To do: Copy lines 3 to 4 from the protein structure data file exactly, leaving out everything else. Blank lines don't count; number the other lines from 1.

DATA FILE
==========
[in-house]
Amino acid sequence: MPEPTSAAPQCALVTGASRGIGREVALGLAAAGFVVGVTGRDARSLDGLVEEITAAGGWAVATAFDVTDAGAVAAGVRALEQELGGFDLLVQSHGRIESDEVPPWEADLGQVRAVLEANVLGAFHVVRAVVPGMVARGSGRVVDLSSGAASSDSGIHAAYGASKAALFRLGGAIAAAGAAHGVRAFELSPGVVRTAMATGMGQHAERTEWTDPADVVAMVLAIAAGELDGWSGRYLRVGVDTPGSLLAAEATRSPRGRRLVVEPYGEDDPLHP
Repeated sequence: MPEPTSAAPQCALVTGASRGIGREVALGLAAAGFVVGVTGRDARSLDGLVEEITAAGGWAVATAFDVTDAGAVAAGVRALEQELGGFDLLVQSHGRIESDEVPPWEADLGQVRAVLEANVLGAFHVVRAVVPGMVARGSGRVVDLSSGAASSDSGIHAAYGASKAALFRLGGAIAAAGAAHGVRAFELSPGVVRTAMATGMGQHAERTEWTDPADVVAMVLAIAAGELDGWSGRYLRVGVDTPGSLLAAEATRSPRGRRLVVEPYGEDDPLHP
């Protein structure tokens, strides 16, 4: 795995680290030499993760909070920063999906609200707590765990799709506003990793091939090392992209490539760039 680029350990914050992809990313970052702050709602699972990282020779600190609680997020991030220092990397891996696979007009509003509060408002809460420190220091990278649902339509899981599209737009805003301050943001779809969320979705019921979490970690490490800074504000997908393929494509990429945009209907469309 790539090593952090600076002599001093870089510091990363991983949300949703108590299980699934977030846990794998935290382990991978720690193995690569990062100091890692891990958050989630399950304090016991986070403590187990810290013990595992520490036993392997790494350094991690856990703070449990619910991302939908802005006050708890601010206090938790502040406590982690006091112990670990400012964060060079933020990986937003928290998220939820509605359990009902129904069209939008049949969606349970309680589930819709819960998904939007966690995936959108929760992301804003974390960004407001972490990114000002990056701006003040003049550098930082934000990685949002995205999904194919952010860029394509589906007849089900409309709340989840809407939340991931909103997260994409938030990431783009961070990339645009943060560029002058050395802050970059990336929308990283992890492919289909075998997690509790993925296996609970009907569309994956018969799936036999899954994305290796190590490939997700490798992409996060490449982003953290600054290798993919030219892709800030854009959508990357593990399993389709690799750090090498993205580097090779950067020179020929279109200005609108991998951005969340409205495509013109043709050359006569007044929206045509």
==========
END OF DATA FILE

Repeated sequence: MPEPTSAAPQCALVTGASRGIGREVALGLAAAGFVVGVTGRDARSLDGLVEEITAAGGWAVATAFDVTDAGAVAAGVRALEQELGGFDLLVQSHGRIESDEVPPWEADLGQVRAVLEANVLGAFHVVRAVVPGMVARGSGRVVDLSSGAASSDSGIHAAYGASKAALFRLGGAIAAAGAAHGVRAFELSPGVVRTAMATGMGQHAERTEWTDPADVVAMVLAIAAGELDGWSGRYLRVGVDTPGSLLAAEATRSPRGRRLVVEPYGEDDPLHP
């Protein structure tokens, strides 16, 4: 795995680290030499993760909070920063999906609200707590765990799709506003990793091939090392992209490539760039 680029350990914050992809990313970052702050709602699972990282020779600190609680997020991030220092990397891996696979007009509003509060408002809460420190220091990278649902339509899981599209737009805003301050943001779809969320979705019921979490970690490490800074504000997908393929494509990429945009209907469309 790539090593952090600076002599001093870089510091990363991983949300949703108590299980699934977030846990794998935290382990991978720690193995690569990062100091890692891990958050989630399950304090016991986070403590187990810290013990595992520490036993392997790494350094991690856990703070449990619910991302939908802005006050708890601010206090938790502040406590982690006091112990670990400012964060060079933020990986937003928290998220939820509605359990009902129904069209939008049949969606349970309680589930819709819960998904939007966690995936959108929760992301804003974390960004407001972490990114000002990056701006003040003049550098930082934000990685949002995205999904194919952010860029394509589906007849089900409309709340989840809407939340991931909103997260994409938030990431783009961070990339645009943060560029002058050395802050970059990336929308990283992890492919289909075998997690509790993925296996609970009907569309994956018969799936036999899954994305290796190590490939997700490798992409996060490449982003953290600054290798993919030219892709800030854009959508990357593990399993389709690799750090090498993205580097090779950067020179020929279109200005609108991998951005969340409205495509013109043709050359006569007044929206045509």